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That, says Bushway, is where the real teaching occurs. Faculty members are required to give what Capella calls “robust feedback” within 24 to 48 hours, telling students in detail what they’ve done right and what they’ve missed. “There’s not a lot of lectures in this model,” she said. “But there is still very active teaching going on.”
Adam Weller, a telecommunications executive from Savage, said he jumped at the chance to take the self-paced courses after two years in Capella’s bachelor’s degree program. “I honestly have always told people I wish that you could do college like this,” he said.
Weller, 33, took three business classes as part of the FlexPath pilot project and said they were “just as challenging, [and] definitely as time consuming, as the other courses that I’ve taken.”
At the same time, he said, “I could definitely see drawbacks for folks who are not extremely self-motivated.”
Amee Gullickson, of St. Paul, said she was able to complete her first FlexPath course, in business ethics, in just four weeks. “It was definitely a benefit, because I’m able to get through these classes faster,” she said.
“There’s not a lot of interaction, and quite honestly I like it that way,” she added. “I can just get in there [and] get my work done.”
Gullickson, 38, who works in the banking industry, says she’s “not someone that enjoys school.” But she wants the degree to help advance her career.
“Am I learning a ton of new information? Not really,” she admitted. “If you’ve been in the business world long enough, some of these things come naturally.” But when she’s done, she says, “I can say, ‘Yes, I have a bachelor’s degree.’ In today’s world, that matters.”
Changing the faculty’s role
So far, about 30 colleges and universities have experimented with similar programs, and many see this as just the beginning, said Kevin Corcoran of the Lumina Foundation in Indianapolis, which promotes innovation in higher education.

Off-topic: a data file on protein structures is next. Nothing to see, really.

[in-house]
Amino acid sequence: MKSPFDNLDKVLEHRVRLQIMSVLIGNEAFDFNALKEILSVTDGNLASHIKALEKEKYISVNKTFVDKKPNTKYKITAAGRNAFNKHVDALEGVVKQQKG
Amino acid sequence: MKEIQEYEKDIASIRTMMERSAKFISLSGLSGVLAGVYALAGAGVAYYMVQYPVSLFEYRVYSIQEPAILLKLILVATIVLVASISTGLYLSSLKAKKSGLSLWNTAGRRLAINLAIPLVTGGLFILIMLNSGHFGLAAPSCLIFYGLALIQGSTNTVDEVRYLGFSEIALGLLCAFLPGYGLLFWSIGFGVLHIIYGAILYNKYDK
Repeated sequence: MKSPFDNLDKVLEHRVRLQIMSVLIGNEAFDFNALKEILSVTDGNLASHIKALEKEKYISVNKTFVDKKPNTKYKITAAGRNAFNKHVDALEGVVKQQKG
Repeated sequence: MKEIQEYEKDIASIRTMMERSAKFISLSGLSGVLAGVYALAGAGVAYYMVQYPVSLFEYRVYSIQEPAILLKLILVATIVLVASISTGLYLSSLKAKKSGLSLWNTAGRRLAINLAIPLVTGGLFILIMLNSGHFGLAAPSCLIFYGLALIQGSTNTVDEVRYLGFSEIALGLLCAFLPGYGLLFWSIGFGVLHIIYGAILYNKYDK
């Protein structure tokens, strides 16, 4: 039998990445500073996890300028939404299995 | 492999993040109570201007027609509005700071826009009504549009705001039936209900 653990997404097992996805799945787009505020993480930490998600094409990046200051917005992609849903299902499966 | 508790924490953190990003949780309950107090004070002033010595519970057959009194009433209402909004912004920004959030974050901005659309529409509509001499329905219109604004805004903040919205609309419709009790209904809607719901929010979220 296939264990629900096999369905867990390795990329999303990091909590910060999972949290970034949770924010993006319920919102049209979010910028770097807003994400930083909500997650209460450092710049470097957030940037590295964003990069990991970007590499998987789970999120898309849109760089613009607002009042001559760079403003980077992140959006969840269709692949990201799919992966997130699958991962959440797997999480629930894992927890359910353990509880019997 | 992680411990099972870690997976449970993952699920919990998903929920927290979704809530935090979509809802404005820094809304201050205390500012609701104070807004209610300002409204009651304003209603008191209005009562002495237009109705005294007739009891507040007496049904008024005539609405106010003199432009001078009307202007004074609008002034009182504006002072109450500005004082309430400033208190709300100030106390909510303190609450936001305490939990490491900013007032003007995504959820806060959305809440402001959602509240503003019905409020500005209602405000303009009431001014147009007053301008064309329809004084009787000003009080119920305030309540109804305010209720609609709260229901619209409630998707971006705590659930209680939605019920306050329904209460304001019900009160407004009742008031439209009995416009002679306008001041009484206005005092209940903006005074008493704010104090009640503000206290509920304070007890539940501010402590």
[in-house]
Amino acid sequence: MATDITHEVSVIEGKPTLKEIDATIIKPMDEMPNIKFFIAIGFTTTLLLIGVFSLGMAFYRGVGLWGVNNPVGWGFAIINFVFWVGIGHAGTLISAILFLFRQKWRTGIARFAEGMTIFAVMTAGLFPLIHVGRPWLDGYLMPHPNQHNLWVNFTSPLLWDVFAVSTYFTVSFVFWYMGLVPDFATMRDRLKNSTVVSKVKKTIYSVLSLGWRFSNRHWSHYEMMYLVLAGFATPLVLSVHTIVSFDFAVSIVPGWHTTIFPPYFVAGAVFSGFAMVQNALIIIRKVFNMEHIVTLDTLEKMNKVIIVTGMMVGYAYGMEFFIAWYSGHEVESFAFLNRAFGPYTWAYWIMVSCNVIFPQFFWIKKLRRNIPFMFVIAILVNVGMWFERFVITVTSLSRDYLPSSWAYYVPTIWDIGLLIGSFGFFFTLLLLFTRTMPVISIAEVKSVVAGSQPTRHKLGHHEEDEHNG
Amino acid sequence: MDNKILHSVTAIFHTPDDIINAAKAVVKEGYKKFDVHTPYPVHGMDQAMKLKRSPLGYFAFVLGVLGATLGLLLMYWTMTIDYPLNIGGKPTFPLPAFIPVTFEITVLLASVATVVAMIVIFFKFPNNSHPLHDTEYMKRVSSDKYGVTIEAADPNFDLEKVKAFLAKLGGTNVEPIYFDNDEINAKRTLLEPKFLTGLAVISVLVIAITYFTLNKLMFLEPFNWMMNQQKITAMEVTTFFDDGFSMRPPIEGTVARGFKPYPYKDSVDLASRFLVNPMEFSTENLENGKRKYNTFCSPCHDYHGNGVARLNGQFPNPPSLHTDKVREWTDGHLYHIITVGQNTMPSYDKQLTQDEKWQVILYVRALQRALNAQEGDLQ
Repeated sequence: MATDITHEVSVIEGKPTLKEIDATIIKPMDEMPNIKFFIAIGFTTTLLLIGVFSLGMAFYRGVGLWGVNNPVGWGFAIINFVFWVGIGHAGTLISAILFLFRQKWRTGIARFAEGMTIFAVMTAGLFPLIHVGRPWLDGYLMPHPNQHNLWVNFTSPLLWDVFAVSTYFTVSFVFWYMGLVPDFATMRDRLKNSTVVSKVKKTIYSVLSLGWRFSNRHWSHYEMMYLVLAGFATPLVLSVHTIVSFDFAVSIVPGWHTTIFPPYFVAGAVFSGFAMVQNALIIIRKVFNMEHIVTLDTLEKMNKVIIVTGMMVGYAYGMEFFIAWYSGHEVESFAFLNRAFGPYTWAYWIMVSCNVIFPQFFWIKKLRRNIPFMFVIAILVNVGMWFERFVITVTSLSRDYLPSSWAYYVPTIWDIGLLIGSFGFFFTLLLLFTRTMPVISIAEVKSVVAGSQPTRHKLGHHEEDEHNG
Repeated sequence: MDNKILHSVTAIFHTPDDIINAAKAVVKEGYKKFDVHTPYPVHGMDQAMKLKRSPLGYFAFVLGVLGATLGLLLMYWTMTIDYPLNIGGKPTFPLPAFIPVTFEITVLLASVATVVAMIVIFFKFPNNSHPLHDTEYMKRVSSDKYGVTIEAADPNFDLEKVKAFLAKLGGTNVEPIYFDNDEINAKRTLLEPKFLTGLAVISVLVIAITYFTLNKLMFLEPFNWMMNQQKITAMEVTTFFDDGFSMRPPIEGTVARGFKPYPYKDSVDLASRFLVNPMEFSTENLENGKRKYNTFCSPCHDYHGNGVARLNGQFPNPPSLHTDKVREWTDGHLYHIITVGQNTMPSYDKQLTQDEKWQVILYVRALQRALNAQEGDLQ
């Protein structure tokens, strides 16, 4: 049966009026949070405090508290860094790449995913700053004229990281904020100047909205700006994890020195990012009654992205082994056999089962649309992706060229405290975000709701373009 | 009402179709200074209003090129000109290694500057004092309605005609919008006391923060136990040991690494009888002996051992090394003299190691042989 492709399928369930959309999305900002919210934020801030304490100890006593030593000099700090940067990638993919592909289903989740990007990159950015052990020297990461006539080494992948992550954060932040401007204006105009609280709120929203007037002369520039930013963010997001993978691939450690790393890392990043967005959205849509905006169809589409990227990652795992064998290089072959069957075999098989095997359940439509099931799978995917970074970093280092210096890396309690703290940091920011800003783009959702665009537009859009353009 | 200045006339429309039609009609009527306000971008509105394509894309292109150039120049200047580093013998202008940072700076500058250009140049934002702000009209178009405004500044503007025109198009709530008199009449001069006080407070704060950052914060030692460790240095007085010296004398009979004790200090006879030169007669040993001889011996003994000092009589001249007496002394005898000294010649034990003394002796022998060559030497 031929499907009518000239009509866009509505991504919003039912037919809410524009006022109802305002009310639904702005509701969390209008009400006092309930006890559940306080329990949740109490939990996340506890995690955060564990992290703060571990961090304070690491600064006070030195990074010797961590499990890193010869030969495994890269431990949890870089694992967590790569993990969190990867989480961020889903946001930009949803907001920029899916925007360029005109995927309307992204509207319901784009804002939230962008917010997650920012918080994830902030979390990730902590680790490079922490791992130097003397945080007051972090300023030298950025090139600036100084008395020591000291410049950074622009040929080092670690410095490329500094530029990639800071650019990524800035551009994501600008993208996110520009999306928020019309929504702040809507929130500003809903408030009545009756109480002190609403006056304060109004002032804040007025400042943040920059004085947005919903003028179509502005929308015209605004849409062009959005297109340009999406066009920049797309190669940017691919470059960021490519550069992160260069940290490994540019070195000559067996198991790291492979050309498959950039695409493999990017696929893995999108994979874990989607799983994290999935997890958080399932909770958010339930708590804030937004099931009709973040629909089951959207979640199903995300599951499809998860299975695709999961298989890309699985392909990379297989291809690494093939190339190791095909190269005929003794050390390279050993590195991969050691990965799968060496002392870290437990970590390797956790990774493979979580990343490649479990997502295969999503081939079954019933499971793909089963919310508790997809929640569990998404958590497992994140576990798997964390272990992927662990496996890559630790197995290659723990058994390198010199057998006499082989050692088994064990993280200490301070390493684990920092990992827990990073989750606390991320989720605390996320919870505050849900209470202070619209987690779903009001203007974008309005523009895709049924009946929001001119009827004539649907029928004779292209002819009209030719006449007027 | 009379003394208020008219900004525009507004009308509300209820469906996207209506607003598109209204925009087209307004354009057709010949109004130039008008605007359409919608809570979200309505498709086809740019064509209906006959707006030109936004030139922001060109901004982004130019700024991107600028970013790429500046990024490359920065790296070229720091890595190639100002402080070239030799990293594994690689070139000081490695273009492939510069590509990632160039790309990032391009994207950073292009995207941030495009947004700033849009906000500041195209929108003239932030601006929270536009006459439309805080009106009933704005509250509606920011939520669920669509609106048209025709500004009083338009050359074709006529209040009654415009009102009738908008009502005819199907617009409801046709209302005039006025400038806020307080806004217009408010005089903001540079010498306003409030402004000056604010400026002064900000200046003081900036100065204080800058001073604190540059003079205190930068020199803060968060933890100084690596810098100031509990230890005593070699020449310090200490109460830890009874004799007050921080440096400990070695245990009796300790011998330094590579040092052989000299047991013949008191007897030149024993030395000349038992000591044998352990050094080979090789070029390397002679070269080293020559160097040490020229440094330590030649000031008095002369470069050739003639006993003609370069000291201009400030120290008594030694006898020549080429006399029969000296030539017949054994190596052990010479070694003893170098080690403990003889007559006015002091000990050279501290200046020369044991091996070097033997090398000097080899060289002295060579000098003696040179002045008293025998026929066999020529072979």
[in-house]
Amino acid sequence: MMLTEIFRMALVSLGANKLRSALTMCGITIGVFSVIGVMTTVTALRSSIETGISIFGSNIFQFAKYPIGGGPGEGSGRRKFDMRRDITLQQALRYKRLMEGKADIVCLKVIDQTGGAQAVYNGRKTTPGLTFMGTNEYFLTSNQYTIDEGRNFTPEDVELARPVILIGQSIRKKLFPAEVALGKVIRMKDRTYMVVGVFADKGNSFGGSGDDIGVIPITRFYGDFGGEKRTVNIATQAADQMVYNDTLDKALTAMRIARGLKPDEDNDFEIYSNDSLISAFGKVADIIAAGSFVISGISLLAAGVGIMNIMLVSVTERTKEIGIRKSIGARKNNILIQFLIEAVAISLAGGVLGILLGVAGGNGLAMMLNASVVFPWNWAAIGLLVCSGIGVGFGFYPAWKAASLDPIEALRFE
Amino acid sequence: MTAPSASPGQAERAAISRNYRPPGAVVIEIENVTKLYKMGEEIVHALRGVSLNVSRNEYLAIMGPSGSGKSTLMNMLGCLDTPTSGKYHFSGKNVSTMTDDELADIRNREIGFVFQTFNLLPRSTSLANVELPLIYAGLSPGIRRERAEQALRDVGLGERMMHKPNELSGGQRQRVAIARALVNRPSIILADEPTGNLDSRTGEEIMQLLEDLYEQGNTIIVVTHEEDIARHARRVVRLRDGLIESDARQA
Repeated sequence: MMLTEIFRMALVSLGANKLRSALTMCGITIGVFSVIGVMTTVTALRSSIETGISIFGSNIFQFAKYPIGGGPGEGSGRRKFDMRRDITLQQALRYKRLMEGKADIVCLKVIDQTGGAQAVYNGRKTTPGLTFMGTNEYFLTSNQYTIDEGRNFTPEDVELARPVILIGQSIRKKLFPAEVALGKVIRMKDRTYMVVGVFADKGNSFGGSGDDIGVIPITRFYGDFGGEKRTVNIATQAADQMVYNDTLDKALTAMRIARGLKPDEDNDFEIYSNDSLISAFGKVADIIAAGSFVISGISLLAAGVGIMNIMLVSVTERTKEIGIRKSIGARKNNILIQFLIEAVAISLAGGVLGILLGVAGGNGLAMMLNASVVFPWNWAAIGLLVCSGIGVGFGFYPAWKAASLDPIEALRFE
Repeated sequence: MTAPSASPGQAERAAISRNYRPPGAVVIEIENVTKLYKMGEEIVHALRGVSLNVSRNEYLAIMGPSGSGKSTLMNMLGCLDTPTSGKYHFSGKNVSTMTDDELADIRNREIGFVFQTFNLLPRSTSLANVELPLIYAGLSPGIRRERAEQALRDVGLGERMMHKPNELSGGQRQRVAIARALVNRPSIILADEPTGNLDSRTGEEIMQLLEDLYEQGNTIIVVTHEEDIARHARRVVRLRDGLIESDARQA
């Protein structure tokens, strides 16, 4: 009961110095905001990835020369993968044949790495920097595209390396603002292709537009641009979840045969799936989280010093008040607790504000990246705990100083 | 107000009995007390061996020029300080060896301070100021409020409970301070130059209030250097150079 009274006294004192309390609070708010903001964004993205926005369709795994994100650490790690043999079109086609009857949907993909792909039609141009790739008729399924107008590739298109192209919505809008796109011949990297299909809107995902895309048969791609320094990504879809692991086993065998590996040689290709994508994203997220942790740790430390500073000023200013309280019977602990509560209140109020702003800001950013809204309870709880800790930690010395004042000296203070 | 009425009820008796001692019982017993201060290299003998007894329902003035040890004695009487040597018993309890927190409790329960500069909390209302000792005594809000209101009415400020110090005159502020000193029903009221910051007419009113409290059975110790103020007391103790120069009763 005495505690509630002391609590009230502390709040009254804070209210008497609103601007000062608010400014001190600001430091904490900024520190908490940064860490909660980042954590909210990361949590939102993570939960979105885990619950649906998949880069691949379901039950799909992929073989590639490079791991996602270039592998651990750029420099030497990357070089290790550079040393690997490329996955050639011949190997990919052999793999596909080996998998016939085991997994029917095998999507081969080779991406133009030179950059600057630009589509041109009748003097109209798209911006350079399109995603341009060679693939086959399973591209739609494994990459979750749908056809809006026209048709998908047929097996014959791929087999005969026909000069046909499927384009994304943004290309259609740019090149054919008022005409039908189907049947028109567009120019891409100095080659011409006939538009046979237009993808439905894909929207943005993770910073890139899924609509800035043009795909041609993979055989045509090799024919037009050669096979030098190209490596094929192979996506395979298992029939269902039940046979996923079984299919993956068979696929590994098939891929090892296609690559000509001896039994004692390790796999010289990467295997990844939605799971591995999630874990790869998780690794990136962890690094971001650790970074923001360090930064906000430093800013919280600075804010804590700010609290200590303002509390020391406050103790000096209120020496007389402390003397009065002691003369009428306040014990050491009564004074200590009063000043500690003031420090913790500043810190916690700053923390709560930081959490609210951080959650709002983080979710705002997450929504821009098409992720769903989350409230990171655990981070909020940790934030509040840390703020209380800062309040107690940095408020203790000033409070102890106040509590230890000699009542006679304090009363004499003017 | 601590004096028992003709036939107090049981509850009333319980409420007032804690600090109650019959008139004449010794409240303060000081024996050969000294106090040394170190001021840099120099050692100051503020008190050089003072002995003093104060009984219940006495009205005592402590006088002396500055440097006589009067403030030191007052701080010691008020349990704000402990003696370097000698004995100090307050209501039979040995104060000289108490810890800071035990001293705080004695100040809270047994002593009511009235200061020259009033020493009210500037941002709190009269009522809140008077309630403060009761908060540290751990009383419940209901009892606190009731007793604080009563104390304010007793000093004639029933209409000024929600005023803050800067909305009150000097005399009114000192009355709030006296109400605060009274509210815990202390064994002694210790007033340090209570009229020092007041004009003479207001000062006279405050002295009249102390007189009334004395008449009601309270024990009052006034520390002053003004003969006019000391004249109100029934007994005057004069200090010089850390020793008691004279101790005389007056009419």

“It’s a fundamentally different way of thinking about education than the typical course model, where people are being talked at by a professor and maybe they’re learning, maybe they’re not,” said Corcoran. “It does result in changing the faculty role. But that’s not always a bad thing.”
Robert McMaster, vice provost of the University of Minnesota, is a bit more skeptical. “We would argue that students gain a great deal by coming to this campus, by sitting in a class with a world-renowned faculty member,” he said.
Schneider, of the Association of American Colleges and Universities, agrees. The danger, she said, is that the new models may end up replacing professors with a “vast number of people who do assessment for a living.”
American universities, she said, “are recognized as the best in the world, and they didn’t get there without faculty. And they won’t stay there without faculty.”
Kevin Kinser, an expert on higher education, says there’s no reason to panic. “Universities are not going away anytime soon,” said Kinser, chair of education administration and policy studies at State University of New York at Albany. At the same time, he says, the movement toward “competency-based” degree models, like Capella’s, is growing.
“We need to be able to have some way of demonstrating that learning has occurred,” he said. “Whether it is universally a better system, we don’t know yet.”
Maura Lerner • 612-673-7384